Mayor Boris Johnson has been urged to commit to a series of transparency and service safeguards if his efforts to win control of the Southeastern and Greater Anglia rail franchises are successful.
The Mayor and Transport for London are lobbying UK coalition ministers for control of the franchises in order to improve the quality of service enjoyed by passengers.
They want to reform the lines, bringing them up to the same high service and satisfaction levels enjoyed by users of the London Overground, formerly Silverlink.
Prior to being taken over by TfL in 2007 Silverlink was the subject of widespread complaints over reliability and quality of service.
A major investment programme which brought passengers new trains, additional staffing and more reliable services has seen London Overground emerge as one of the UK’s best performing rail services as measured by National Rail.
Mayor Johnson says gaining control over the Southeastern and Greater Anglia franchises would allow him to bring similar improvements for users of those services.
Speaking earlier this year, the Mayor said commuters “deserve far better service than the current franchises deliver” and claimed devolution would generate savings of £100m over the next 20 years which could be used to improve stations and services.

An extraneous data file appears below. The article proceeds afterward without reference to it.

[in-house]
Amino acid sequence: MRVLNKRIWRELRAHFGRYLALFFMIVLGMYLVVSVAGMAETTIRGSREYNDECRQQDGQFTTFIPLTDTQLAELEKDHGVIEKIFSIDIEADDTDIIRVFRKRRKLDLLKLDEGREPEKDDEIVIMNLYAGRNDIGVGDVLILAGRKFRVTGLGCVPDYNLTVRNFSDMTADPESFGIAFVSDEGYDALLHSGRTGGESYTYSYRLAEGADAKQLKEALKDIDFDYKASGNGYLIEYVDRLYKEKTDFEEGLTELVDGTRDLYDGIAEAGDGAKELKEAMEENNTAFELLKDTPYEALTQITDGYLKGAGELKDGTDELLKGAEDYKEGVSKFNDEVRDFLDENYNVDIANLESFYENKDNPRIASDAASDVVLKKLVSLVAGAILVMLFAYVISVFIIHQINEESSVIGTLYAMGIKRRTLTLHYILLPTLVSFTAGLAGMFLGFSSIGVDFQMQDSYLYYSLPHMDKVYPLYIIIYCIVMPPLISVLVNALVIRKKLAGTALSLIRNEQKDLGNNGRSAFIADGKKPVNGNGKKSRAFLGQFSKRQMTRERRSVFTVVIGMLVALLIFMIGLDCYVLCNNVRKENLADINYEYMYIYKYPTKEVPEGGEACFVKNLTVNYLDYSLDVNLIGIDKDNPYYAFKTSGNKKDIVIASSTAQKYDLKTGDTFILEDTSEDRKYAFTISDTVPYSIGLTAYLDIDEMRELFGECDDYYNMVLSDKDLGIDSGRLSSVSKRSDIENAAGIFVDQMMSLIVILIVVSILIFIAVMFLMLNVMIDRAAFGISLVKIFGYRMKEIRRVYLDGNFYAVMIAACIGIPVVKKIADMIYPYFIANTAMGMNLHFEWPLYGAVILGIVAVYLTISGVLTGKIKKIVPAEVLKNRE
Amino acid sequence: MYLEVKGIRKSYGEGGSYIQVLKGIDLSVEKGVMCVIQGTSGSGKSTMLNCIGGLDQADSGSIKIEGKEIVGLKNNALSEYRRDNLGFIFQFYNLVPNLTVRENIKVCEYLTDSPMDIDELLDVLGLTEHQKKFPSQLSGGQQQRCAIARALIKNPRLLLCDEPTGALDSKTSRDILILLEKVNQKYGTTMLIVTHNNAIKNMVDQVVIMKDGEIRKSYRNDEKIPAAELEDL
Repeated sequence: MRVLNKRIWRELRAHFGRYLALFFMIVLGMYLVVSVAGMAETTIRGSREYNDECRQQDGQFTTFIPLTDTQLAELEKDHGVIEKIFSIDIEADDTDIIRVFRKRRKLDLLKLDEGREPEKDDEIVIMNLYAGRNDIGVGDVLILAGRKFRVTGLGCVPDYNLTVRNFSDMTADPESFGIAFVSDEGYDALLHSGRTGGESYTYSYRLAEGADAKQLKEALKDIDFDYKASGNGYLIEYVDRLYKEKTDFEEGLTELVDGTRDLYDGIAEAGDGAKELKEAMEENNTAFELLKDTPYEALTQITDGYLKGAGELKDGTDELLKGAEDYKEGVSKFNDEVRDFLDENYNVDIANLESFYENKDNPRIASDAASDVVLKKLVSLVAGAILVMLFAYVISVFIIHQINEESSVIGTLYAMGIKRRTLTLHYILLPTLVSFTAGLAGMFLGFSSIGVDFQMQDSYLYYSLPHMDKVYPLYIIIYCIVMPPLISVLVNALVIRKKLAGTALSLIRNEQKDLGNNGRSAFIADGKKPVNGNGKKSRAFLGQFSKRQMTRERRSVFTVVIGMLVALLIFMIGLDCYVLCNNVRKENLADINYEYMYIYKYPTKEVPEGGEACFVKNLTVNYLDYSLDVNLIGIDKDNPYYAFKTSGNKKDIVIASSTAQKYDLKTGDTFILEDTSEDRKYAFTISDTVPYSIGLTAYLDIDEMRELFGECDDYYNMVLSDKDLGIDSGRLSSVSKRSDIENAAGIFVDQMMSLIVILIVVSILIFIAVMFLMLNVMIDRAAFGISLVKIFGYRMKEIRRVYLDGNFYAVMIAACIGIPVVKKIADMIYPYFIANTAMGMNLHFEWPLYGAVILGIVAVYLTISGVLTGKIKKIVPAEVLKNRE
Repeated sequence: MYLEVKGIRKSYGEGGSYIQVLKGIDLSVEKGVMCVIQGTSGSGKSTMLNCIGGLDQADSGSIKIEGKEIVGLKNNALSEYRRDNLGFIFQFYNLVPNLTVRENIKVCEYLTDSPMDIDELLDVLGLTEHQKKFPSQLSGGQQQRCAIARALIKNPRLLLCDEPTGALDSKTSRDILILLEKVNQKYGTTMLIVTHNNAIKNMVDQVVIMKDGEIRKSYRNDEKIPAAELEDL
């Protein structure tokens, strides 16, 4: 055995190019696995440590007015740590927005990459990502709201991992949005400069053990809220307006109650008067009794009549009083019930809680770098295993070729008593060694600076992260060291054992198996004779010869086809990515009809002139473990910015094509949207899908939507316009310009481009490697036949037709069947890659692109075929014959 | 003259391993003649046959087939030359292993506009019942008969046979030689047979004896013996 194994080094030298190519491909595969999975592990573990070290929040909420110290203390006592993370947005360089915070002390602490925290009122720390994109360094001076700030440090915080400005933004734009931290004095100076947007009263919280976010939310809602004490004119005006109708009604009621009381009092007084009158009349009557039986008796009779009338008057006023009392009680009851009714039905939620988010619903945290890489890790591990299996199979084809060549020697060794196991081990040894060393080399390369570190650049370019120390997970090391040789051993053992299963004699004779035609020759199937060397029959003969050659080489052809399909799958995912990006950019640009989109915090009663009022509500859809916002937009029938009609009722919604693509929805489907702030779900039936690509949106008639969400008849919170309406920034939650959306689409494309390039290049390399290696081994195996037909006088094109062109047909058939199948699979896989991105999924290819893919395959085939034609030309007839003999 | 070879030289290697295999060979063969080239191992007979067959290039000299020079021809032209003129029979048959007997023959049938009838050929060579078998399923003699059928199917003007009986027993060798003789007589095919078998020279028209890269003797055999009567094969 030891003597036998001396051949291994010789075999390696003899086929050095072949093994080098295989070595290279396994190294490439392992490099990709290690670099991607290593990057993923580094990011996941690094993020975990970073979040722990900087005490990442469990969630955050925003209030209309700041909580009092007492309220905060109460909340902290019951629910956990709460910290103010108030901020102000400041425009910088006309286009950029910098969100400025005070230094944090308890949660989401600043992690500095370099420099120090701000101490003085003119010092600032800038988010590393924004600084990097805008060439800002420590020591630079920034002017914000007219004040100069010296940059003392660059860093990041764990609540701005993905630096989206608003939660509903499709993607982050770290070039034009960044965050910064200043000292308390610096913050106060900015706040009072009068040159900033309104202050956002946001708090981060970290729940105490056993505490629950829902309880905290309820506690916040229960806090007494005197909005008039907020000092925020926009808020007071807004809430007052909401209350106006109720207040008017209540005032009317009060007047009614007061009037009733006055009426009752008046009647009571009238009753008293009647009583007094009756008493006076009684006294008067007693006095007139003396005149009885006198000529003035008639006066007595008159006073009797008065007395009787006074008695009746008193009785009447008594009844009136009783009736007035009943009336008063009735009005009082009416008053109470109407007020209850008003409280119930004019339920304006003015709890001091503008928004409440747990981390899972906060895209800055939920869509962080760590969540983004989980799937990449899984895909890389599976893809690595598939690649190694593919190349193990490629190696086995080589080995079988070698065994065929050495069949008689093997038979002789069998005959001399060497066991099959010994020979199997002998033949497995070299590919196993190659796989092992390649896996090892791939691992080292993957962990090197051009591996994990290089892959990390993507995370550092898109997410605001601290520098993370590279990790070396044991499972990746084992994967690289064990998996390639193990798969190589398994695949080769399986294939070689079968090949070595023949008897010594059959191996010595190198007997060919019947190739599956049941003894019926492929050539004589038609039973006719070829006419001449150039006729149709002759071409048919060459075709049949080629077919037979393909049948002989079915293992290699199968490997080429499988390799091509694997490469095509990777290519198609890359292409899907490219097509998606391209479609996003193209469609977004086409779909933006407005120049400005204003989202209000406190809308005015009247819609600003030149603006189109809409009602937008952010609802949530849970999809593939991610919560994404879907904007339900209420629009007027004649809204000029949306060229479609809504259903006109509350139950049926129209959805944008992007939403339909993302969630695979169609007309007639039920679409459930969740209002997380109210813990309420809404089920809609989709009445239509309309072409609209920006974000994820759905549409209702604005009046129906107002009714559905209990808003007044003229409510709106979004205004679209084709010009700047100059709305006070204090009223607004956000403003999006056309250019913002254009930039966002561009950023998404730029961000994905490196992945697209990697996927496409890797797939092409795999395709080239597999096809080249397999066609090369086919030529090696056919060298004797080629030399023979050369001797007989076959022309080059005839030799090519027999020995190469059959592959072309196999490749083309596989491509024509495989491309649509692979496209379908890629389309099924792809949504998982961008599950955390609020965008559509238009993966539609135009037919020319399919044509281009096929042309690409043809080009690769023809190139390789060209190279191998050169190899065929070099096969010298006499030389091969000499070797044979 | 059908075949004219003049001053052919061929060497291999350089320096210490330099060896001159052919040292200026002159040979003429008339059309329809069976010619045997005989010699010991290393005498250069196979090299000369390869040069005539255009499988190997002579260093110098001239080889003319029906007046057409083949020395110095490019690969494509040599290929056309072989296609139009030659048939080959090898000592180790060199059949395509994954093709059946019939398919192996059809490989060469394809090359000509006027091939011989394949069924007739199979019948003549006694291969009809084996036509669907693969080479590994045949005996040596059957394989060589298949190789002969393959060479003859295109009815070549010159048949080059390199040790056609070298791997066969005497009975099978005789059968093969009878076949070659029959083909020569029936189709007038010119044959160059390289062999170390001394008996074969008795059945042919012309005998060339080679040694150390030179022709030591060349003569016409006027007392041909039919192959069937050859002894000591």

City Hall had indicated it expected a final decision from Ministers in April, but recent reports suggest the Mayor’s ambitions are being held up by Kent politicians opposed to London controlling their local rail services.
The Mayor’s calls for control of the franchises is supported by the London Assembly and London TravelWatch, the watchdog for passengers in the London area.
Although it backs the Mayor’s desire to expand his rail empire, TravelWatch this week called on him and other operators to sign up to series of safeguards to ensure services are operated for the long term benefit of passengers regardless of where they live or are travelling to.
These include a commitment to work with other operators to provide seamless information to passengers and a commitment to regular and meaningful dialogue with passengers and user groups on issues affecting them.
TravelWatch also wants TfL to engage with “regular and meaningful consultation” with itself and Passenger Focus, the body which represents passengers outside London.
In a statement TravelWatch said: “London’s railways are used by people making a wide range of journeys, both locally and longer distance.
“Any decisions about the operation of the railway must treat passengers fairly, regardless of where they are travelling, and not just be based on the political leadership of the sponsoring authority.”